The Malaysian Reserve, Photo Credit to Bank Negara Malaysia
clock 29-05-2019
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Local Lenders Expected to Post Growth in 1Q19 Following Positive GDP Data

Local lenders are expected to see continued growth in their financial results for the first quarter of 2019 (1Q19) following the country better than expected GDP data released recently, coupled with strong economic fundamentals.

Banks' performances usually reflect the economic state of a country, although the effect may be delayed by one or two quarters.

Bank Negara Malaysia (BNM) recently said Malaysia's GDP grew 4.5% in 1Q19, beating economist estimates of circa 4.3% on continued expansion in domestic demand and recovery in agricultural production.

"We don't expect any negative surprises in 1Q19 for banks. If there are any potential surprises, they will be slightly on the upside. We expect banks to show growth from last year's earnings," MIDF Amanah Investment Bank Bhd analyst Imran Yassin Yusof told The Malaysian Reserve.

So far, Public Bank Bhd and BIMB Holdings Bhd have released their 1Q19 numbers, with both players showing top-line and bottom-line improvements.

Public Bank's earnings were 0.36% higher at RM1.41 billion versus RM1.405 billion reported last year, as 1Q19 revenue increased 4.1% to RM5.57 billion from RM5.35 billion previously.

BIMB, the parent of Bank Islam Malaysia Bhd, saw its net profit jump 17.7% to RM202.5 million from RM172.31 million a year ago on strong performances from its Islamic banking and takaful businesses, while revenue rose 18.1% to RM1.18 billion from RM999.3 million the year prior.

On a more cautious note, Bloomberg Intelligence in a note last Friday said Malayan Banking Bhd (Maybank) and CIMB Group Holdings Bhd, the country's two largest banks by assets, could see subdued profit growth in 1Q19 as a result of weak revenue.

It anticipates Maybank's profit to be supported by cost control, while revenue growth would be slower due to muted lending momentum.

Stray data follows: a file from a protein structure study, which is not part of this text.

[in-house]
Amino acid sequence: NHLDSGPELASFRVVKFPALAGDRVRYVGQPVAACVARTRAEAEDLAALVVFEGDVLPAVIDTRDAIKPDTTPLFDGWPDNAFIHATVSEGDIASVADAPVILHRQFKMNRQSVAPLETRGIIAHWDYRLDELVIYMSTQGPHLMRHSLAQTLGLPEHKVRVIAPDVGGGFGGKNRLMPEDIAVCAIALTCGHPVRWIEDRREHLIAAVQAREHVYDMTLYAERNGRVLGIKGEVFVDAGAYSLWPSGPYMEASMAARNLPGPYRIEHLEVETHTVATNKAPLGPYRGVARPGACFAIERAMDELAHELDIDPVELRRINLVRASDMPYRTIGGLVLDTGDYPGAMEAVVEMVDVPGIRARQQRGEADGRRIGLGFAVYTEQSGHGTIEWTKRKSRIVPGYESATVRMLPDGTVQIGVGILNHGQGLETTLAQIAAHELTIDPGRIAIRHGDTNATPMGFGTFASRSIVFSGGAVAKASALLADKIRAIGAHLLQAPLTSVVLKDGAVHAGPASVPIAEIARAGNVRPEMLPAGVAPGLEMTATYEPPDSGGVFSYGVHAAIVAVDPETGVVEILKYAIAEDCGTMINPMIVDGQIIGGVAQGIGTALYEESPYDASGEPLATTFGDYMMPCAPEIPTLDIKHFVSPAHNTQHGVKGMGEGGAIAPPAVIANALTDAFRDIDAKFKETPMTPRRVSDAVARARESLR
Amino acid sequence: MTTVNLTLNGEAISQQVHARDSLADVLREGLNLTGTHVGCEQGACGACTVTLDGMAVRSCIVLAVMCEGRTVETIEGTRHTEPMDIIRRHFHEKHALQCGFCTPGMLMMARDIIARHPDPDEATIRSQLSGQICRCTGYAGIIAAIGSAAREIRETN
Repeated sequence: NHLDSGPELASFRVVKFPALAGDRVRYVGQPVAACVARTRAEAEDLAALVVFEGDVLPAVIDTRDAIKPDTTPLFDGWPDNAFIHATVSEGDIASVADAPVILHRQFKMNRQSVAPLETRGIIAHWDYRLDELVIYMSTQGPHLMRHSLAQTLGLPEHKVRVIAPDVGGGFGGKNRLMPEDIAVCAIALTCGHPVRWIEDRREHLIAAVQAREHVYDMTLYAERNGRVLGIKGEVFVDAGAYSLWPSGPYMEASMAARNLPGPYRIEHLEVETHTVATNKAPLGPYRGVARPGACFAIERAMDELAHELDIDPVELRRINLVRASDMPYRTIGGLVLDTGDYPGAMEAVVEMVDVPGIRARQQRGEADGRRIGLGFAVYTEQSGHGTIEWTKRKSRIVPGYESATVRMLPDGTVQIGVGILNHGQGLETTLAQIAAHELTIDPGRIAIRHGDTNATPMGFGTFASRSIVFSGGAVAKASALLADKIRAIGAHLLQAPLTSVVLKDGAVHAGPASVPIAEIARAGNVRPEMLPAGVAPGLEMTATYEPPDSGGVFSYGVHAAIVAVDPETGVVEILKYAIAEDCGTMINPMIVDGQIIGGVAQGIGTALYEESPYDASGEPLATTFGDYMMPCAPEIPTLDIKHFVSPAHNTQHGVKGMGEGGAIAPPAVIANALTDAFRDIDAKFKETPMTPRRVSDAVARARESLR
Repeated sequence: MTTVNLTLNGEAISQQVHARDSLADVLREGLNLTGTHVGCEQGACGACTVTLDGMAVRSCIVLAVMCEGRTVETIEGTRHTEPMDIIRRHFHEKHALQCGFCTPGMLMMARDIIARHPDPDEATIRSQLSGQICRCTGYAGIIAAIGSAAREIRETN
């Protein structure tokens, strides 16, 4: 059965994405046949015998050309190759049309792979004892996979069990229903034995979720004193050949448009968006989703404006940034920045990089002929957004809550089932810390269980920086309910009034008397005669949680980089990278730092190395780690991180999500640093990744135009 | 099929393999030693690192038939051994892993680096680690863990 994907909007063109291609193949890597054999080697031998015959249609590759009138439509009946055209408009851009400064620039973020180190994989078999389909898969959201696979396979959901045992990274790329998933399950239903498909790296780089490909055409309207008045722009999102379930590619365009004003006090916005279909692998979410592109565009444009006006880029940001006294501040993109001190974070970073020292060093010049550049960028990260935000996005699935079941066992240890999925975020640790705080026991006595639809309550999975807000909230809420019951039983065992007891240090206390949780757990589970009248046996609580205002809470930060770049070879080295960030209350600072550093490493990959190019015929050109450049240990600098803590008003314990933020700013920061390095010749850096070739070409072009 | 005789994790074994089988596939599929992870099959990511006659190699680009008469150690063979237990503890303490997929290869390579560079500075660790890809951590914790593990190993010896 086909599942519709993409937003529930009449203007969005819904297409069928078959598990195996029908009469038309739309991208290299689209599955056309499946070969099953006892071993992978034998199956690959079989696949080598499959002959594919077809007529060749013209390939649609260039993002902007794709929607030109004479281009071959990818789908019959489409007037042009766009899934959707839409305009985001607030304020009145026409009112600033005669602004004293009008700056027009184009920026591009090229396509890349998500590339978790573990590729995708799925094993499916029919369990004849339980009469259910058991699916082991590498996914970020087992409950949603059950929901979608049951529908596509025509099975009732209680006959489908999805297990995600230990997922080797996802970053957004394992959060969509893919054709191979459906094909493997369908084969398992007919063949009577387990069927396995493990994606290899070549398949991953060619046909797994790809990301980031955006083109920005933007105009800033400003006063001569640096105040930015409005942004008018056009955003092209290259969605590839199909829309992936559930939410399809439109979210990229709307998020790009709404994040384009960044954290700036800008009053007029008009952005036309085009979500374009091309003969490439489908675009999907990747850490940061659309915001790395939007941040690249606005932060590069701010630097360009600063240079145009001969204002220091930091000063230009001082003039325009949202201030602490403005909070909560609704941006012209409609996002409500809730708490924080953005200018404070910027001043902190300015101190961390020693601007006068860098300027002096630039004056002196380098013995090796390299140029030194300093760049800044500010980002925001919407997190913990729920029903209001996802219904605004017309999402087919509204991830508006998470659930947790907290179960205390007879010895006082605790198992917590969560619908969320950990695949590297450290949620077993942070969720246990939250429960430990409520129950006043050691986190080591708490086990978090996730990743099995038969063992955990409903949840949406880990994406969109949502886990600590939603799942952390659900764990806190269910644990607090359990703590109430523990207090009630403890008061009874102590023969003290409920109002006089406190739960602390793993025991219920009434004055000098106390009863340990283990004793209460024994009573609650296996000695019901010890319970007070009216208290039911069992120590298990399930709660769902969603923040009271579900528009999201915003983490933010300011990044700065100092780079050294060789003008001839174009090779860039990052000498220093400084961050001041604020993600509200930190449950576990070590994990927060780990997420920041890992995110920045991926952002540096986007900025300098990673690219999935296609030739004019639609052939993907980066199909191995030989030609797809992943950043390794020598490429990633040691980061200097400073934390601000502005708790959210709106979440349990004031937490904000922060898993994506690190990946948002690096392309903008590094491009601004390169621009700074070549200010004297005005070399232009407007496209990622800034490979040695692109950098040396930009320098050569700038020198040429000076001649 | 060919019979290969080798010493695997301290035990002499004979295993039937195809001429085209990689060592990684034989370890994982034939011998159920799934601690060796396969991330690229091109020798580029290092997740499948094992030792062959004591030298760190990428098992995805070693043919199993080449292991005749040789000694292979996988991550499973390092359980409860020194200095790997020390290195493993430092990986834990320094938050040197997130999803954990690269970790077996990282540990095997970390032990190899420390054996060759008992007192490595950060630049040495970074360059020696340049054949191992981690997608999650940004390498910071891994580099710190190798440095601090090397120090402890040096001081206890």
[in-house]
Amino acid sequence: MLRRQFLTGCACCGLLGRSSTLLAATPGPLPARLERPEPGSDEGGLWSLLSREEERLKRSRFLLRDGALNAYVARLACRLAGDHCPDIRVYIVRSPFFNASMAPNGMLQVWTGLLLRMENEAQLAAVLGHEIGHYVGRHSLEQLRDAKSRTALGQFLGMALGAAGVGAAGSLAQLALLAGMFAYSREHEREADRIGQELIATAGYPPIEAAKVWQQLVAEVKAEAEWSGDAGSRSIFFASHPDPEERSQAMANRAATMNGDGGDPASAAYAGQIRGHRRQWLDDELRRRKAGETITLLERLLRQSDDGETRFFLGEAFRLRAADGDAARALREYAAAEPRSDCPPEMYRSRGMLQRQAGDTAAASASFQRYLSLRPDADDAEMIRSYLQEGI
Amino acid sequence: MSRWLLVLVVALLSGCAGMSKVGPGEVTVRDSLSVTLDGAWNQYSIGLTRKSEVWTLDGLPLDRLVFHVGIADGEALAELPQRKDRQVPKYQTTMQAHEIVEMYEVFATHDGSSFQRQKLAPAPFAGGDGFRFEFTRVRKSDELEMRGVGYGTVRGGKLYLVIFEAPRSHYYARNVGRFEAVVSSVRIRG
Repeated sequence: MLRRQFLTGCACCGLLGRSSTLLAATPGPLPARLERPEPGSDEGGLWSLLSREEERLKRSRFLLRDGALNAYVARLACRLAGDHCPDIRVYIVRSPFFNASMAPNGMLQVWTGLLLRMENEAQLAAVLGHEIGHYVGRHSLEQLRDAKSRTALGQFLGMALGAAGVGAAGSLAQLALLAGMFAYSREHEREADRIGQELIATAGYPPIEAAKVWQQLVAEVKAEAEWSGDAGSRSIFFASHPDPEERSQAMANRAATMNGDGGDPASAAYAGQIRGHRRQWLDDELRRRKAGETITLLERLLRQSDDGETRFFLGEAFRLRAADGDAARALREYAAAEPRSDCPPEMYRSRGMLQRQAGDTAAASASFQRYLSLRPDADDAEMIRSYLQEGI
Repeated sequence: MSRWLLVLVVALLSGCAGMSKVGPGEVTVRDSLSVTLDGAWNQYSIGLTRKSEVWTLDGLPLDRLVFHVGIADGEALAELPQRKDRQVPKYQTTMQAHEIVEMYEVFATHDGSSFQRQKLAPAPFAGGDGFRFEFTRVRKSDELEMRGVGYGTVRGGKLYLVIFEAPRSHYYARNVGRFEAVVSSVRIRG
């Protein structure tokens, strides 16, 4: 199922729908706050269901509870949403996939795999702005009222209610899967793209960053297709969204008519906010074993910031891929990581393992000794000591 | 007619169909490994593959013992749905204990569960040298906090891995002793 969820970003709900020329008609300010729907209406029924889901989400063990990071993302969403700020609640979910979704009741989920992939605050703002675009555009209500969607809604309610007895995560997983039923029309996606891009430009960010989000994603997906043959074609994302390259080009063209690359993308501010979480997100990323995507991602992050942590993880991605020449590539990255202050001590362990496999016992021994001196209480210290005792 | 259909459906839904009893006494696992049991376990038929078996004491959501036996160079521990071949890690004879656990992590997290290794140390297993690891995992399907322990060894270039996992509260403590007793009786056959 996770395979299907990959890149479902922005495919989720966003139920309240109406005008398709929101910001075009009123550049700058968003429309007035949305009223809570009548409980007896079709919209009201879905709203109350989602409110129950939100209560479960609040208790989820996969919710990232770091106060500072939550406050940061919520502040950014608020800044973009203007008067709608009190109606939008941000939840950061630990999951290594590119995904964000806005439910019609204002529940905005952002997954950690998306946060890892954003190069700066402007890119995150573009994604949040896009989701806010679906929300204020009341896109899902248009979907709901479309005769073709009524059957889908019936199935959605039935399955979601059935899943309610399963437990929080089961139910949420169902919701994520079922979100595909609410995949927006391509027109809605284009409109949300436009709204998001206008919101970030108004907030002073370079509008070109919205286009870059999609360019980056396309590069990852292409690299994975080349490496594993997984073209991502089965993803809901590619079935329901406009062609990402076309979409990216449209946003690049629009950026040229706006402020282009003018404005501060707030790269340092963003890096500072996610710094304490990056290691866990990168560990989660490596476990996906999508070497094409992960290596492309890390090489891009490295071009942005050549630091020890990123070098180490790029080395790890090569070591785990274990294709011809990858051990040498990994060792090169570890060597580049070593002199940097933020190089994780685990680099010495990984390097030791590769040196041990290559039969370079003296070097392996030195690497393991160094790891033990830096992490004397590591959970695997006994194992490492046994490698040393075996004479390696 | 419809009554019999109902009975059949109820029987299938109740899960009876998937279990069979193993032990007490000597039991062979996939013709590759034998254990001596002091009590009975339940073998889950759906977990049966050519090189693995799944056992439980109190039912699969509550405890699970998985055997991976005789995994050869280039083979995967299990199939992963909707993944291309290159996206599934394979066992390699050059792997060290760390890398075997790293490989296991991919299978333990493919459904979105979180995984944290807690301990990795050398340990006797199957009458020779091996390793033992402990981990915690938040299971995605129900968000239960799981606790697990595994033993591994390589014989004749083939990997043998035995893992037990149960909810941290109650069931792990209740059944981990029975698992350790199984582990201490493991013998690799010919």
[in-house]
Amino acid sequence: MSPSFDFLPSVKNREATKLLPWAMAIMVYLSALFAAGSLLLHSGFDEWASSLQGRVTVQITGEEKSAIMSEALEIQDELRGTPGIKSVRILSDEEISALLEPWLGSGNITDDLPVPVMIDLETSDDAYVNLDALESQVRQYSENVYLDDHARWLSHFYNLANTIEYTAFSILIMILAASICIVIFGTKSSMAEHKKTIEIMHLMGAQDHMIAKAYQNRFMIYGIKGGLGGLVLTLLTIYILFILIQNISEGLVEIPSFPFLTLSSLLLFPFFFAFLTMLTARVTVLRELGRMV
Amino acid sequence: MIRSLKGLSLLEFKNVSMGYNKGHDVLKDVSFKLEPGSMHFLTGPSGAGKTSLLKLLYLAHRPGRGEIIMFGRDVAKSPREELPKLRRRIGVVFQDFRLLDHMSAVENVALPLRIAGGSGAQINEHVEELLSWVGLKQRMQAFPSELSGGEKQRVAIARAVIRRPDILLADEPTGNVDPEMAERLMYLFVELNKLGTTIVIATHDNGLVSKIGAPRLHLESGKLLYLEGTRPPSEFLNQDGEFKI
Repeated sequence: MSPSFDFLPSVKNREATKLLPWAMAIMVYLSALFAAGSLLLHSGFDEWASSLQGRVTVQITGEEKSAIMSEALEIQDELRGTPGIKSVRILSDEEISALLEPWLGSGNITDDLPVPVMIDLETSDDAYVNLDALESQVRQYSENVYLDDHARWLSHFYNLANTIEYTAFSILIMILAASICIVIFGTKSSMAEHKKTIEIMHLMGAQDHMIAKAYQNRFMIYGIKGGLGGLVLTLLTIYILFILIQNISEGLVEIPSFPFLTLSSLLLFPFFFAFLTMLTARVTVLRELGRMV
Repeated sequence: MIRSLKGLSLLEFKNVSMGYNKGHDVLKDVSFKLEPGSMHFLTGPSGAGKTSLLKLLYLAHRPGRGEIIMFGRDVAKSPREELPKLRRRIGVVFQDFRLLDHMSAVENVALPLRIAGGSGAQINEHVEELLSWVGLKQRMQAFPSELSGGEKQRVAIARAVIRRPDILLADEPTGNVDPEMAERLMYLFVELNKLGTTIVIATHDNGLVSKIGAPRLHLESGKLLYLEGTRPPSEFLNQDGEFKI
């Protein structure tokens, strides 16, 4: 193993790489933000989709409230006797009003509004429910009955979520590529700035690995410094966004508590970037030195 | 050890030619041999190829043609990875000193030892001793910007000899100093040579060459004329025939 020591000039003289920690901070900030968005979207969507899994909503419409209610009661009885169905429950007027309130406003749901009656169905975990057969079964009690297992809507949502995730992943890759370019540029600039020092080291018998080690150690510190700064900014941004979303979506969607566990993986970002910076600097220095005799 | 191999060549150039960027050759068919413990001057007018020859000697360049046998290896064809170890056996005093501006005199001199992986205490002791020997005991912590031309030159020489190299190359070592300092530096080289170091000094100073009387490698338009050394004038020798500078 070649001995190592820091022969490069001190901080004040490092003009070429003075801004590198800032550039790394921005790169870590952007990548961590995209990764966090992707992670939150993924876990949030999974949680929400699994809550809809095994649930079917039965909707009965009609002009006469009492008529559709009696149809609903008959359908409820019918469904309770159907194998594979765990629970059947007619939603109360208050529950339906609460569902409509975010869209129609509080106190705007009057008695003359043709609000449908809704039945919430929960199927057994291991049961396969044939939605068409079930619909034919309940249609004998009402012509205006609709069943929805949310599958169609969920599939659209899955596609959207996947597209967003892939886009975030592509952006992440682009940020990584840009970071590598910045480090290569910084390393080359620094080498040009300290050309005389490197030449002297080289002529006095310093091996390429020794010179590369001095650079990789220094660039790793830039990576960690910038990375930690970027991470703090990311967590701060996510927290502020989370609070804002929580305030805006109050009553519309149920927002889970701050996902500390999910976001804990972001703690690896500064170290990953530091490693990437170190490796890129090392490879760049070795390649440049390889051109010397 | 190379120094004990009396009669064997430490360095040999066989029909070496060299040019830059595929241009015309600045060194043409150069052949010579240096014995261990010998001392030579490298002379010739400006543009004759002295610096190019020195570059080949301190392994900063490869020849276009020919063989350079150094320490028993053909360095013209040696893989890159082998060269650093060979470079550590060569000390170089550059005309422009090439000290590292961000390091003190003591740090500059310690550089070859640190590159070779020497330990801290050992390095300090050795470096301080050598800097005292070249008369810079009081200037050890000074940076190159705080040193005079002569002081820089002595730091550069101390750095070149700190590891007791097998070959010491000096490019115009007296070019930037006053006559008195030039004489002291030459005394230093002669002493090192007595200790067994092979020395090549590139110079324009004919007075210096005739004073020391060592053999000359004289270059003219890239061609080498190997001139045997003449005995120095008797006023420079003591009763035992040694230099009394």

For CIMB, its 1Q earnings are expected to be limited by "slow loan gains of about 6% and little, if any, margin expansion, despite a 17-basis point (bps) increase in Indonesia's margin".

BNM's move to slash the Overnight Policy Rate (OPR) by 25bps to 3% is expected to have little impact on lenders' 1Q19 earnings, as the rate cut will be more

strongly felt on 2Q earnings. JPMorgan Securities (M) Sdn Bhd in a report earlier this month said banks' 2Q19 results should see the largest impact from the rate cut this year, with follow-through in 3Q19. "Rate transmission in Malaysia is quite quick and pervasive across the book. Hence, we expect an immediate 25bps impact on loan and inter-bank yields. Deposit costs, mostly fixed deposits, will come off by and by," it said.

Maybank Investment Bank Bhd in a separate note said the rate cut would be largely neutral to marginally negative on banks' earnings in the short term, with theoretical downside impact of 2% to 3%.

"However, four of the eight domestic financial institutions have already raised their base rates by 10bps this year, in light of higher funding costs."

"As such, the overall impact of the rate cut on these banks is more muted. The four banks that have yet to do so are Maybank, Public Bank, Alliance Bank Malaysia Bhd and AMMB Holdings Bhd," it said.

For the rest of 2019, MIDF's Imran said local banks are likely to continue seeing profit and revenue growth as operational expenditure and costs should be well-contained amid automation efforts, while provisions should remain at low levels, similar to last year.

"Private consumption remains the driver of economic growth, so you can expect consumption-type loans like cards to still hold strong."

"Loans growth up to March saw some moderation which we expected, but things have not deteriorated to a point of concern," he said.

He added that there might be some pressure from downside risks arising from global developments such as trade tensions and slowing global growth, as well as slower than expected GDP growth at home.

"This might lead to some pressure on asset quality as banks would have to do some provisioning in case companies can't pay their loans, as a result of slower global growth. Loans growth would be lower than expected."

"But domestically, everything is fine — all the growth drivers are present," Imran said.

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